In our practice. we sit on cushions. We sit still, and we bring our attention to various things. That is not all we do, but its a central part of what our practice is made of. When I began sitting some ten years ago, I was tortured by the notion that limitations in focus and attention were holding my practice back. I held on to a fantasy that those would increase in time, and perhaps they have, but I notice I still carry a story that my concentrations isn't good enough. And, like any good human, I punished myself for failures at this.
I think I come by that honestly. If you sit in Zen circles, you will hear the myth of Bodhidarma, the gentleman who reportedly walked from India to China and brought buddhism East. He was reputed to have sat in a cave for 8 years, staring at a wall, until he awakened. This story smacks of machismo horseshit to me (was there a toilet? Didn't he eat?), but none the less, it clearly points the listener to correlate motionless attention with good practice and awakening. And lord knows the culture of Zen seems littered with images of men and women, sitting motionless, hour after hour, minds calm as a placid lake. Staring at candle flames. Knowing only Mu. Following their breath. Its a story, but its a story with some serious marketing power behind it, and I am a buyer whether I want to be or not.
Then there is the concept of Joriki - force of concentration. The fact its a thing, and a thing that is highlighted, leads me to the conclusion that great and long attention is recommended for a good proactive. Attention is an interesting thing too in and of itself. Its a practice of intimacy with a moment, but its also a physical thing. Best I understand, its processed in the pre-frontal cortex, and relies on dopamine to potentiate it. Without sufficient dopamine, we experience inattention and insensitivity. And here is another thing- some people, through the vagaries of genetics, are naturally predisposed toward it. They have more sensitive receptors, a better transport system, or manufacture more of the hormone. Others, through the same DNA couplings, end up with naturally short attention spans and a tendency toward racing thoughts and boredom. Well- WTF? Sucks if you are on the short end of that, right? Does that mean you practice is ever going to be inferior? Should we give up? Are all the Zen masters we know just people who are gifted in attention to begin with? Does one need to overcome this deficiency? Do we just throw ourselves at the wall of focused attention, resigned to failure? Does that mean those of us with a shitty attention span won't find enlightenment?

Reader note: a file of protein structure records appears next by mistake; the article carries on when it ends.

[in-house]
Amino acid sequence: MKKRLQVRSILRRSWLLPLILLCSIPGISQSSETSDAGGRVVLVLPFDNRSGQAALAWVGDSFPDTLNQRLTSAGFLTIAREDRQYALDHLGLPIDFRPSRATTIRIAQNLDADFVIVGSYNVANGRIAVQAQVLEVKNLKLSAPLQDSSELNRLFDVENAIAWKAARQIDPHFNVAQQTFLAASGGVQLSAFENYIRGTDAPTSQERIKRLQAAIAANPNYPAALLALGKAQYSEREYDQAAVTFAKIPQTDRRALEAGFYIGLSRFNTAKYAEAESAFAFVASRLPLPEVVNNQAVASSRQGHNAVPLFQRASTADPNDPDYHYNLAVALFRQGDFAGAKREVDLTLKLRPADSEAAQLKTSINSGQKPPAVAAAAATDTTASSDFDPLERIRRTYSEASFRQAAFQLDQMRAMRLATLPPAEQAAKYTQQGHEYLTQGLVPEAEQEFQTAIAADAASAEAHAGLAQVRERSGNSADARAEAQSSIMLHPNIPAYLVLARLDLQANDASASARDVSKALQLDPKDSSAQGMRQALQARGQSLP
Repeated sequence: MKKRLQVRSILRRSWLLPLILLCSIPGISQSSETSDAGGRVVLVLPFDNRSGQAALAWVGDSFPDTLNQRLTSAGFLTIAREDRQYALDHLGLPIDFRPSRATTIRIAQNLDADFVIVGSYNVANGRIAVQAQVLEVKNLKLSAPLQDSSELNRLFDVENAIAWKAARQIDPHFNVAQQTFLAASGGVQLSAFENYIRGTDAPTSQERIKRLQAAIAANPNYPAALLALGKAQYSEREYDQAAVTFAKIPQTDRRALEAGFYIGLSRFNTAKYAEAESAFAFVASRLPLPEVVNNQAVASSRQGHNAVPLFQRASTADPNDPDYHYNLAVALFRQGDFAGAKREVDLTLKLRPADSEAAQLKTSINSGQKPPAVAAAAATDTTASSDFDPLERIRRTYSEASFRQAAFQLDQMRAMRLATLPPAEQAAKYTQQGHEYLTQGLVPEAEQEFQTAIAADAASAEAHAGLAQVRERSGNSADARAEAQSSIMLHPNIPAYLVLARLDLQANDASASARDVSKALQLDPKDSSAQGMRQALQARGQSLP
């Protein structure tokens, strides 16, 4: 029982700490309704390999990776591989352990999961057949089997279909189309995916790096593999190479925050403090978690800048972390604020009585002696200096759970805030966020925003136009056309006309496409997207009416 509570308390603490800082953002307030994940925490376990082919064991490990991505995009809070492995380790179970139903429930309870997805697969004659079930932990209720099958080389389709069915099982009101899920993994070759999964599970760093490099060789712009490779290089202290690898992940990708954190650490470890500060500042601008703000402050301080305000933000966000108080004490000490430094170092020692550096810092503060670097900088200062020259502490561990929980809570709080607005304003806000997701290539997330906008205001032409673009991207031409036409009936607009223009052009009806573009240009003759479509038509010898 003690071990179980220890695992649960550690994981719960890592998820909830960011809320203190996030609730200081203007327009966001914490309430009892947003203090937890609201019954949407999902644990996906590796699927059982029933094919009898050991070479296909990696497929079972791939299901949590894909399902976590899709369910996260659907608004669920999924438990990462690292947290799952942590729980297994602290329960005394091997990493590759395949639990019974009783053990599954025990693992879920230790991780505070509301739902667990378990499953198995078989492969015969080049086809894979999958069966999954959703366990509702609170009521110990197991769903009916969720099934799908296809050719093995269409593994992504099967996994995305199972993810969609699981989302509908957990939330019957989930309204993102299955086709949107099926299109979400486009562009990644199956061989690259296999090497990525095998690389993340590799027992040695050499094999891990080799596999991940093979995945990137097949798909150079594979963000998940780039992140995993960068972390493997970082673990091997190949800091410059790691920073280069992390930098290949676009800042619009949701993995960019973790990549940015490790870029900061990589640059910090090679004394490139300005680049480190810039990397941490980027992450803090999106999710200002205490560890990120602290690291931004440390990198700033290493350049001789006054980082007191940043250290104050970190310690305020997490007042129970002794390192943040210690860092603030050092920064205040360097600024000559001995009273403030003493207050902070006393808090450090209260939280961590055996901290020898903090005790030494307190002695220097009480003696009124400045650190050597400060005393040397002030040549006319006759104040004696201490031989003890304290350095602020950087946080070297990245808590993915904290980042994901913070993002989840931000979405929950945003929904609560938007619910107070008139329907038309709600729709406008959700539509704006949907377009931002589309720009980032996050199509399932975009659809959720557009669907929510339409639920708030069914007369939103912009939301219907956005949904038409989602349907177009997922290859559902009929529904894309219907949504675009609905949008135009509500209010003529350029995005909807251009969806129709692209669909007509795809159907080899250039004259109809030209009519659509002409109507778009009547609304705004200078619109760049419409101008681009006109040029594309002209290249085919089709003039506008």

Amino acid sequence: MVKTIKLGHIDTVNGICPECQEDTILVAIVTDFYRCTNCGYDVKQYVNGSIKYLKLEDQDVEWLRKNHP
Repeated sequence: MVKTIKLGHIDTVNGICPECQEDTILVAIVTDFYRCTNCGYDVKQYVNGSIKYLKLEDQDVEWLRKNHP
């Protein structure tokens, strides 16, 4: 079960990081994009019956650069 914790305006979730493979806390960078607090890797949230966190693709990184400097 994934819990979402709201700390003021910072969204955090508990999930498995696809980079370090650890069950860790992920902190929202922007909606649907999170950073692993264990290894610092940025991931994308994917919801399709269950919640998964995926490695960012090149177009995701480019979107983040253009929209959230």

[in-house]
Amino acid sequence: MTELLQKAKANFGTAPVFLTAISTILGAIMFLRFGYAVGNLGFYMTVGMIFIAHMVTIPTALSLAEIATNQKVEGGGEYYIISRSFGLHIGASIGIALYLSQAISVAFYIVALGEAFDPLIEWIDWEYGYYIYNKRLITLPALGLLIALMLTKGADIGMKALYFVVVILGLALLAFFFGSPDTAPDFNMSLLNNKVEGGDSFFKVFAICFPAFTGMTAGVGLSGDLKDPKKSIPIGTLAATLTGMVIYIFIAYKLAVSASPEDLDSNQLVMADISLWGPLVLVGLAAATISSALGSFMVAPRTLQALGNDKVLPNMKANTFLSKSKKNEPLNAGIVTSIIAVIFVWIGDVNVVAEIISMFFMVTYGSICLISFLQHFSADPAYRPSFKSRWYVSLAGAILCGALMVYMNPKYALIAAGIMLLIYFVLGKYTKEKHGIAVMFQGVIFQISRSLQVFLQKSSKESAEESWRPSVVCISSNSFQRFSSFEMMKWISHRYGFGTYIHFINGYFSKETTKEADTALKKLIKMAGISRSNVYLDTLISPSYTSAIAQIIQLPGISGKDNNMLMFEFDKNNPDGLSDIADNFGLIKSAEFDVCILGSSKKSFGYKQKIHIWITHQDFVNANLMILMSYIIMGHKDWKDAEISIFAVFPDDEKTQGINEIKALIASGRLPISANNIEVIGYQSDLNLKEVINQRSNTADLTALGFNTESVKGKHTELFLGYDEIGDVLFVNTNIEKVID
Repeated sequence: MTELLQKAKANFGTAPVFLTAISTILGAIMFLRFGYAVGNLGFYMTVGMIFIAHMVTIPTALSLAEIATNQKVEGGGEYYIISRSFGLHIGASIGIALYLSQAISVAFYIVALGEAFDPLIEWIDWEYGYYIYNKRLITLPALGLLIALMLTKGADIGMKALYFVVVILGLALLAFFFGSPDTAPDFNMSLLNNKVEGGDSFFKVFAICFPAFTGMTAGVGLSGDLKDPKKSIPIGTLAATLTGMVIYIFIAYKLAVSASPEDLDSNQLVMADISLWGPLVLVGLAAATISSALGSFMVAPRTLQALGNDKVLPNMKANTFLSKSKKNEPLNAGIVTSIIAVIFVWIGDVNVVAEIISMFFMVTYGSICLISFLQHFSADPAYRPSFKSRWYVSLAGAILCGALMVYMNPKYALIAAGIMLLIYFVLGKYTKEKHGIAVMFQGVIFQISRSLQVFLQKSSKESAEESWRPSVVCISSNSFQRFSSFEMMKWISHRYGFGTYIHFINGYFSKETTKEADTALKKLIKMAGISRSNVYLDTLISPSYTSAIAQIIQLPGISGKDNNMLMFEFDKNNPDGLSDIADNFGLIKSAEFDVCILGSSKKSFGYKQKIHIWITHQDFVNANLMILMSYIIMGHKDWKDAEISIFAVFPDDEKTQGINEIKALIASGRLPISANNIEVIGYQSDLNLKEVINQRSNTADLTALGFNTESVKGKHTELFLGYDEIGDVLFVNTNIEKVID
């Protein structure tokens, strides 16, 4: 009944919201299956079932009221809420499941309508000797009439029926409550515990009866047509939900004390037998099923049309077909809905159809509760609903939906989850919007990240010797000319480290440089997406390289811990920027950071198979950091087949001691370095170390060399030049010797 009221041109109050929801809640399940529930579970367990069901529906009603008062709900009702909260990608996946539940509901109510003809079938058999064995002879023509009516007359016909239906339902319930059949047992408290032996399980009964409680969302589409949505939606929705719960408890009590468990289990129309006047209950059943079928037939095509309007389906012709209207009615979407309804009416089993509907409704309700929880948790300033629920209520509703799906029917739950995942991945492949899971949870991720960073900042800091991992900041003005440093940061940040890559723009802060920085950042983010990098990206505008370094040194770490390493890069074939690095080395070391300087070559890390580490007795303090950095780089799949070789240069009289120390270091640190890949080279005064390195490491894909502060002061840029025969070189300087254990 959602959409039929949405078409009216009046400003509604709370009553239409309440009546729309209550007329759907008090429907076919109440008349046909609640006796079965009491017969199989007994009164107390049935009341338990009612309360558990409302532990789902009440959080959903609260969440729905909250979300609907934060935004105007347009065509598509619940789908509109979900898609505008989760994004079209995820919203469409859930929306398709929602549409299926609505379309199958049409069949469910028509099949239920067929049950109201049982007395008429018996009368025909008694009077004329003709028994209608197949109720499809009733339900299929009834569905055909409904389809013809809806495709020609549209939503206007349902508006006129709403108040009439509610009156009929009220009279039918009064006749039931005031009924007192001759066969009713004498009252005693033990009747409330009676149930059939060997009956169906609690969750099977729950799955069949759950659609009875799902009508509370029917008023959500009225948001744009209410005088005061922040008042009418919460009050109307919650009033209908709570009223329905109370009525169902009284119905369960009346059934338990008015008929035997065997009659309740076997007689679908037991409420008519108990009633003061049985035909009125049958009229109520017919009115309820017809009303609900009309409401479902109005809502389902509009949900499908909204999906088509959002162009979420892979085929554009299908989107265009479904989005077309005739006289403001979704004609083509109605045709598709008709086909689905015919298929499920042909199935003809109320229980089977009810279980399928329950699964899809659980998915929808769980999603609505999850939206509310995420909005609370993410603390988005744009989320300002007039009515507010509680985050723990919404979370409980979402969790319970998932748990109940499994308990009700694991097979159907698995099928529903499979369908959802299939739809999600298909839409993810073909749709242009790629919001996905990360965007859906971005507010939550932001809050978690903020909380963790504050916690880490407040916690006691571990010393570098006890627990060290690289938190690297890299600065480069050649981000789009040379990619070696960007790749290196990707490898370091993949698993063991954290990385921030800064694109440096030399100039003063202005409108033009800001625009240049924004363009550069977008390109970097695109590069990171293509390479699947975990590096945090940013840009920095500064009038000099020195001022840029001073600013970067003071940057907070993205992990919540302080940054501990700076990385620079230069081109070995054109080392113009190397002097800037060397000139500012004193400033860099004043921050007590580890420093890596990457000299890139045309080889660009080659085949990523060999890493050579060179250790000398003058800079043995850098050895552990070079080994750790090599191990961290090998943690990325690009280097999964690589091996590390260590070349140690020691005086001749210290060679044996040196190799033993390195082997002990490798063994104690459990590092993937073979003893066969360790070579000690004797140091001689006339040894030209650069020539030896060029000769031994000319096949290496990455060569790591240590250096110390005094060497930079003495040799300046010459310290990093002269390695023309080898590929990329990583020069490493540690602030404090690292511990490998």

Weeeeeellllll, deep breat.
I doubt it, and if Zen were a gate through which only long attentioned people could walk, then its not really for me and to hell with that anyway. There are other images and examples available. One I like is, the story of the practitioner who, questioning if his own resolve was enough, approached Huang Po to ask him how long he sat - hoping to take inspiration from the great master. At the question, Huang Po lept up, stamped on his cushion, spun and left the room. The practioner was aghast- had he insulted the master? Perhaps Huang Po was furious for having wasted his time and taken him away from his own silent sitting. So he returned to the hall, doubled his efforts, but after a week was so miserable that he dared return and ask for another interview. He waited in Huang Po's room, and waited, and waited for the Master to return. Finally, thinking he would never get his answer, he looked at Hung Pos cushion and noted the outline of Hung Po's massive foot. Get it? Huang Po hadn't sat there in a week. Perhaps he didn't sit at all. A former teacher of mine once confided that despite 6 years in a monastery, he didn't care for zazen at all, and didn't sit much outside weekly practice.